This article was last updated on Sept. 27, 2021.
We’re now a year and a half into the COVID-19 pandemic, and unfortunately, the virus doesn’t seem to be going anywhere. The highly contagious delta variant External Site is the most dominant variant in the United States External Site. And now, there are new vaccination recommendations to limit the spread of COVID-19. These recommendations impact different groups of people. Here's a quick rundown of what has happened and who's eligible right now.
August 2021: People with moderately or severely suppressed immune systems
In August of 2021, the Food and Drug Administration (FDA) approved a third dose External Site of the Moderna or Pfizer vaccine for people with moderate or severe immunosuppression External Site. People with these types of health conditions need a third dose of the COVID-19 vaccine at least four weeks after their second dose. This is necessary because it takes three doses to complete their initial vaccine series External Site due to their weakened immune system.
Only three percent of the population actually falls into this group. So, if you've had an organ or bone marrow transplant, have an active HIV infection without effective treatment, have a certain type of cancer, or you're on routine steroid therapy, talk to your personal doctor about your eligibility.
September 2021: Booster shot news
As the name might suggest, booster shots boost your level of protection from COVID-19 to the level you were protected after your initial vaccination. Right now, only one manufacturer — Pfizer — has been authorized by the FDA External Site and recommended by the the Centers for Disease Control (CDC) External Site for booster doses.
The FDA and CDC approve booster doses for vaccines when the manufacturer proves its safety and efficacy. Moderna and Johnson & Johnson have not yet been approved for a booster shot — but approval is expected soon.
People who are in one of the three groups described below, and have completed their initial vaccine series with Pfizer at least six months ago, can get a Pfizer booster dose now:
- Individuals 65 years old and over, or living in long-term care settings
- Adults age 18-64 years old with certain medical conditions External Site like high blood pressure, diabetes, obesity, cancer, chronic lung or kidney disease, heart disease, dementia and certain disabilities that put them at a high risk of serious illness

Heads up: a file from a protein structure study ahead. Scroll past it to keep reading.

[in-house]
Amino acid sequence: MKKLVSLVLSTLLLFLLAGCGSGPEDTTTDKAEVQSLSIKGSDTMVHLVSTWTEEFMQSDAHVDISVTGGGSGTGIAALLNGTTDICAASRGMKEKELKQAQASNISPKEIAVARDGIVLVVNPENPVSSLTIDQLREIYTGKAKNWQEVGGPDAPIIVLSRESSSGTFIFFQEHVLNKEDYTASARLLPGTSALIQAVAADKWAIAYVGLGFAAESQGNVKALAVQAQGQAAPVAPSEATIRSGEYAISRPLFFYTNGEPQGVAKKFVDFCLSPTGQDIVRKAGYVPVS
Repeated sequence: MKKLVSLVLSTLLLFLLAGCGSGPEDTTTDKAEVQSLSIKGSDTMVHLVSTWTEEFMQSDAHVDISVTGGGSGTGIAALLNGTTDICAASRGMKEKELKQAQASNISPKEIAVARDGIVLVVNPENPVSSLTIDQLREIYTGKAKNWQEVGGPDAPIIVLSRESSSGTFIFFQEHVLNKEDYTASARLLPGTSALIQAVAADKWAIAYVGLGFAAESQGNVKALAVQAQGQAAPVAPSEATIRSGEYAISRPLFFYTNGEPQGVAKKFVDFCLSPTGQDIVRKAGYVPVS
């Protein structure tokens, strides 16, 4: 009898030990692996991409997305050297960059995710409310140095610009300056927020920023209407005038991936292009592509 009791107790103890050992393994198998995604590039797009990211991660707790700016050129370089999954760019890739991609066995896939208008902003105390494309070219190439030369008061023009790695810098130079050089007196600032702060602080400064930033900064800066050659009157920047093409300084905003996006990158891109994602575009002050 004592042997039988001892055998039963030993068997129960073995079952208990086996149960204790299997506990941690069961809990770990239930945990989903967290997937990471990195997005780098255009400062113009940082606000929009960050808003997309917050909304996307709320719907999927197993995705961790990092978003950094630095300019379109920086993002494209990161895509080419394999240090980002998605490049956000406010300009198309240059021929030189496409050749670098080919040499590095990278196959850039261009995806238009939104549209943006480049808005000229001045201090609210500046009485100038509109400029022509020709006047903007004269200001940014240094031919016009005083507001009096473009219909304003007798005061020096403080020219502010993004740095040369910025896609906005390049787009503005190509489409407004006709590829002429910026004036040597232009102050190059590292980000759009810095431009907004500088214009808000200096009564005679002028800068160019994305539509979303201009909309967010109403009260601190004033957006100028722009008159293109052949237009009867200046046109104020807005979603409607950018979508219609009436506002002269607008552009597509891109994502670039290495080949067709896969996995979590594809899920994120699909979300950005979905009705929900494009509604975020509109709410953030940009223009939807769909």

- Adults working in health care or other occupations that put them at high risk of becoming infected with COVID-19, such as teachers and day care staff, grocery store workers and people who work in homeless shelters or prisons
“In the future, it is possible booster shots will be authorized by the FDA and recommended by the CDC for all people. But, if you're six months out from your second Pfizer dose, and in one of the three groups for whom a booster shot is recommended, you can now get that booster shot.”
Dr. Barbara Muller, medical director at Wellmark Blue Cross and Blue Shield
How the booster shot improves your immunity to COVID-19
An initial two-dose vaccine builds your immune response to COVID-19. That response still provides a high degree of protection against severe infection. A booster shot reminds your immune system that it needs to protect you if you’re exposed to the SARS-COV-2 coronavirus.
Scientists believe that the initial two-dose vaccine series offers at least six months of immunity. Similar to other vaccines, like the seasonal flu shot or whooping cough vaccine, immunity goes down over time.
The COVID-19 booster shot and your health insurance
Just like the initial COVID-19 vaccine, the booster will be covered by a Wellmark health insurance plan at no out-of-pocket cost to you. For more information on the COVID vaccine and other benefit information related to the pandemic, visit Wellmark.com/Coronavirus Opens New Window. You can also check out our coronavirus articles here on Blue.